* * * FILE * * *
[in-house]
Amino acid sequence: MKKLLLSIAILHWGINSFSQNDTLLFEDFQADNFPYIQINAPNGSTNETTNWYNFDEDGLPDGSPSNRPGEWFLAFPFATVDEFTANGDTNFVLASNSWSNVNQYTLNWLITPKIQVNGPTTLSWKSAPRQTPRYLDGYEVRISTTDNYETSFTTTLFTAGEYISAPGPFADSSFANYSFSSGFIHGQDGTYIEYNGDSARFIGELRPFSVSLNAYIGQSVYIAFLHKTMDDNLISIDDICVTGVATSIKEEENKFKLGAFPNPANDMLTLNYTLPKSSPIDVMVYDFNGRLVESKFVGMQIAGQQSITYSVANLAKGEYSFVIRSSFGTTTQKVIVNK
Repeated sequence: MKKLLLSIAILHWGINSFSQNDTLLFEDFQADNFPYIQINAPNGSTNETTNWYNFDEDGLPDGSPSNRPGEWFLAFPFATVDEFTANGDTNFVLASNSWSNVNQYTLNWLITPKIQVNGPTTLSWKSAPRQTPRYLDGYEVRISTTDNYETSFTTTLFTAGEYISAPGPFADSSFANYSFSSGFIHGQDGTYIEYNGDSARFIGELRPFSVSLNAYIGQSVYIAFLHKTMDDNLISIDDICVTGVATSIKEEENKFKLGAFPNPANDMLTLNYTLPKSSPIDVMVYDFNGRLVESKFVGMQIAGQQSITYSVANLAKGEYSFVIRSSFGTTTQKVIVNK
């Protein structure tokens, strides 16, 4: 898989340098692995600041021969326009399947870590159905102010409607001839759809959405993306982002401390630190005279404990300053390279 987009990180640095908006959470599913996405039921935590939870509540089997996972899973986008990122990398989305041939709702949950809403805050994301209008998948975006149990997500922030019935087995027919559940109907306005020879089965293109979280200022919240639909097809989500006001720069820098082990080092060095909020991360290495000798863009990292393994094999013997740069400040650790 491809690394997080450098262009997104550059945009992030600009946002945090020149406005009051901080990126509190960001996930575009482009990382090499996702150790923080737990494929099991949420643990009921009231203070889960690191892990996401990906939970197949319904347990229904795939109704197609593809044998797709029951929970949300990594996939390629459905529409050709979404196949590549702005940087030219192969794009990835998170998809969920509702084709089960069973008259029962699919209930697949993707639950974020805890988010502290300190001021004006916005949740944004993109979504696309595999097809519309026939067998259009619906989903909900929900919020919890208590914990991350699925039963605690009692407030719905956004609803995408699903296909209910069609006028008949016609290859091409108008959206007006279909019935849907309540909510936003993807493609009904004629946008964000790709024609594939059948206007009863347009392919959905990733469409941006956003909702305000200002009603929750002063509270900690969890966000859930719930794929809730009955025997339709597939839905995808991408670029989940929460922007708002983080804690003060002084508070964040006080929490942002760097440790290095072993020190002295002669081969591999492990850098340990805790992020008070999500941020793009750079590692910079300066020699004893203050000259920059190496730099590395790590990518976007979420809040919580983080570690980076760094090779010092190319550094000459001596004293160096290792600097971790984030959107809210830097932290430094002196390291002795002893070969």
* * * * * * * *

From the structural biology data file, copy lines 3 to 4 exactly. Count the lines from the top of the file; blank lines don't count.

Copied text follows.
Repeated sequence: MKKLLLSIAILHWGINSFSQNDTLLFEDFQADNFPYIQINAPNGSTNETTNWYNFDEDGLPDGSPSNRPGEWFLAFPFATVDEFTANGDTNFVLASNSWSNVNQYTLNWLITPKIQVNGPTTLSWKSAPRQTPRYLDGYEVRISTTDNYETSFTTTLFTAGEYISAPGPFADSSFANYSFSSGFIHGQDGTYIEYNGDSARFIGELRPFSVSLNAYIGQSVYIAFLHKTMDDNLISIDDICVTGVATSIKEEENKFKLGAFPNPANDMLTLNYTLPKSSPIDVMVYDFNGRLVESKFVGMQIAGQQSITYSVANLAKGEYSFVIRSSFGTTTQKVIVNK
């Protein structure tokens, strides 16, 4: 898989340098692995600041021969326009399947870590159905102010409607001839759809959405993306982002401390630190005279404990300053390279 987009990180640095908006959470599913996405039921935590939870509540089997996972899973986008990122990398989305041939709702949950809403805050994301209008998948975006149990997500922030019935087995027919559940109907306005020879089965293109979280200022919240639909097809989500006001720069820098082990080092060095909020991360290495000798863009990292393994094999013997740069400040650790 491809690394997080450098262009997104550059945009992030600009946002945090020149406005009051901080990126509190960001996930575009482009990382090499996702150790923080737990494929099991949420643990009921009231203070889960690191892990996401990906939970197949319904347990229904795939109704197609593809044998797709029951929970949300990594996939390629459905529409050709979404196949590549702005940087030219192969794009990835998170998809969920509702084709089960069973008259029962699919209930697949993707639950974020805890988010502290300190001021004006916005949740944004993109979504696309595999097809519309026939067998259009619906989903909900929900919020919890208590914990991350699925039963605690009692407030719905956004609803995408699903296909209910069609006028008949016609290859091409108008959206007006279909019935849907309540909510936003993807493609009904004629946008964000790709024609594939059948206007009863347009392919959905990733469409941006956003909702305000200002009603929750002063509270900690969890966000859930719930794929809730009955025997339709597939839905995808991408670029989940929460922007708002983080804690003060002084508070964040006080929490942002760097440790290095072993020190002295002669081969591999492990850098340990805790992020008070999500941020793009750079590692910079300066020699004893203050000259920059190496730099590395790590990518976007979420809040919580983080570690980076760094090779010092190319550094000459001596004293160096290792600097971790984030959107809210830097932290430094002196390291002795002893070969």